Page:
Seller Occupancy After Closing
I want to tell everyone a little story about Occupancy After Closing and why it is so important from a buyer's position to have a written document. Not to long ago, I represented a buyer who purchased a home in Hendersonville, Tennessee located in a popular lakeside community.
Because the seller was building a new home, part of their negotiations to my buyer was that they would like to occupy the home for 3 days after closing in hopes that their nearly finished new home would be ready to move in.
Get it In Writing!
My buyers agreed and we prepared an Occupancy After Closing document that we presented to the sellers and they agreed to sign. Many times agents and buyers/sellers do not write up a specific occupancy agreement and just write into the contract that the buyer will give occupancy to the seller until a certain date. In writing this, my goal is to convince you of why it is so important to always have a document outlining liability even if just for a few days as you never know what might happen...
On a Wednesday afternoon, we all went to closing with the understanding that the sellers would occupy the house until that Saturday and the buyers would start moving in on the Monday.
Typically, a good occupancy agreement will spell out who pays for insurance, who is liable for damage, what daily rate will apply should the sellers delay their move out date, the amount the seller will put down for a deposit, etc. As it turned out, our Occupancy Agreement was written correctly and was critical in knowing where to place liability.
The sellers had a moving company packing their belongings and moving everything out on that Friday which was sooner than expected. Remember that the buyers were not arriving until that Monday as they wanted to get a few repairs done prior to moving in. As far as anyone knew, the move out went smoothly and all parties were happy. On the Monday morning, the buyer's repairman showed up at the house to do the few repairs and let themselves in. As they went around the house taking care of some preliminary painting preparation, they went to the basement. This is where they found a large pool of water that was coming from inside the walls!! This leaking had been going on since Friday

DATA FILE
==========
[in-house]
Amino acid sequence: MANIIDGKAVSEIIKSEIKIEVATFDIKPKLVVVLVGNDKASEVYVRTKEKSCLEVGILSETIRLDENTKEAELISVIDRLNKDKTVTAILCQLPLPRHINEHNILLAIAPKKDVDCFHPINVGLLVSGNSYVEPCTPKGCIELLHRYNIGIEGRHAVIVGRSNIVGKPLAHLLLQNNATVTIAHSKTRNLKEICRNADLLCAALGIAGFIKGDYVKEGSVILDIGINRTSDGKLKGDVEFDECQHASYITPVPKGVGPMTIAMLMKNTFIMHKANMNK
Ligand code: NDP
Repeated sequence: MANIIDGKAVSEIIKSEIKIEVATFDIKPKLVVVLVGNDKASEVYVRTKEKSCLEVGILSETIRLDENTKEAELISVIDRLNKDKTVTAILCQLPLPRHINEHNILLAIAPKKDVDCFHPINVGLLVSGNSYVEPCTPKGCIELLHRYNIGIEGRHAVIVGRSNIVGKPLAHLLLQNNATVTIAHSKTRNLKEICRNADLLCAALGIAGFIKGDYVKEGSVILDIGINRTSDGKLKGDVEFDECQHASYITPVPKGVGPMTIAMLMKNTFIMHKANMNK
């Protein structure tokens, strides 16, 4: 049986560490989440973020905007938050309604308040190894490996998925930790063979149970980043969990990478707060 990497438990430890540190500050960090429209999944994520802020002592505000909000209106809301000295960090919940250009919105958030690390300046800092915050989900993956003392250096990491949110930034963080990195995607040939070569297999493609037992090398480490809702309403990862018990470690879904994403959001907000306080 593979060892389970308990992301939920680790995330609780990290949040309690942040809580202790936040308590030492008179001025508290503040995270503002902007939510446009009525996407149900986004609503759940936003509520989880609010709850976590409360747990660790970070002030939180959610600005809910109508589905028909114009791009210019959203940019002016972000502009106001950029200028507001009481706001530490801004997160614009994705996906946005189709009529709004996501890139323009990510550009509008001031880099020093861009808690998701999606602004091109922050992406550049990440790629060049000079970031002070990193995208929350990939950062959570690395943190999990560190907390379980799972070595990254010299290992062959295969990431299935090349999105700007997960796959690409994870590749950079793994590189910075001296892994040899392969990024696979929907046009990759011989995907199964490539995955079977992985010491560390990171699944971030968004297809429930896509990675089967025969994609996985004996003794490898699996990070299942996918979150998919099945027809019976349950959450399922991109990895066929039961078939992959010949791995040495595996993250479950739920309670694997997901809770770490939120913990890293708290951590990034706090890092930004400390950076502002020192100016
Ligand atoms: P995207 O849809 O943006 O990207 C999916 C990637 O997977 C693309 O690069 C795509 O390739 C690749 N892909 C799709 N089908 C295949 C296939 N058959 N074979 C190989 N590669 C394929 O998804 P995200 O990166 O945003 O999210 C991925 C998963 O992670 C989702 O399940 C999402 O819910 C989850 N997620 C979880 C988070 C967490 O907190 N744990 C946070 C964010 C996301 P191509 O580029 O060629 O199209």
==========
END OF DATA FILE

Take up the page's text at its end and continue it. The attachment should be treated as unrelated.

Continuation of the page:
They immediately traced the water to the 2nd floor where the laundry room was. What was discovered was that in removing the washing machine and disconnecting the water, apparently the moving company had inadvertently left the washer water spigot on in a slight dripping mode. This created a weekend's worth of water dripping behind the wall and all the way to the basement. It ended up being thousands of dollars in repairs, mold remediation, new carpet, drywall, etc. It took well over a month to get the house back in order with the stairwell and other walls being completely torn out to allow for drying of the wood framing. Even insulation had to be removed.
The neccessity of the written Occupancy will be clear to you as i tell you that it stated: " The Seller hereby agrees to be responsible for any damage to the property prior to or during the move"
Who Is Responsible for Damage?
Even though the seller felt the moving company was responsible, they still had to pay the buyer directly for the damages. The seller was able to get their homeowner's insurance to cover most of the damage less their deductible and eventually the insurance company was reimbursed from the moving company.
In the end, the buyer although very upset with the damage to their new house, realized that without that 3 day written agreement, they would have had a terrible time trying to get either the seller, the moving company or either of their insurance companies to pay for the damages.
So, if you ever feel the need to grant occupancy to a seller, or if you are a seller and want to have a buyer grant you occupancy, keep in mind that unexpected things really can happen. Or, if you purchase a new home, and you don't plan on moving in immediately after closing, make sure you check all upstairs plumbing to insure you wont have the same issue.
SELLING LIFESTYLES, NOT JUST HOMES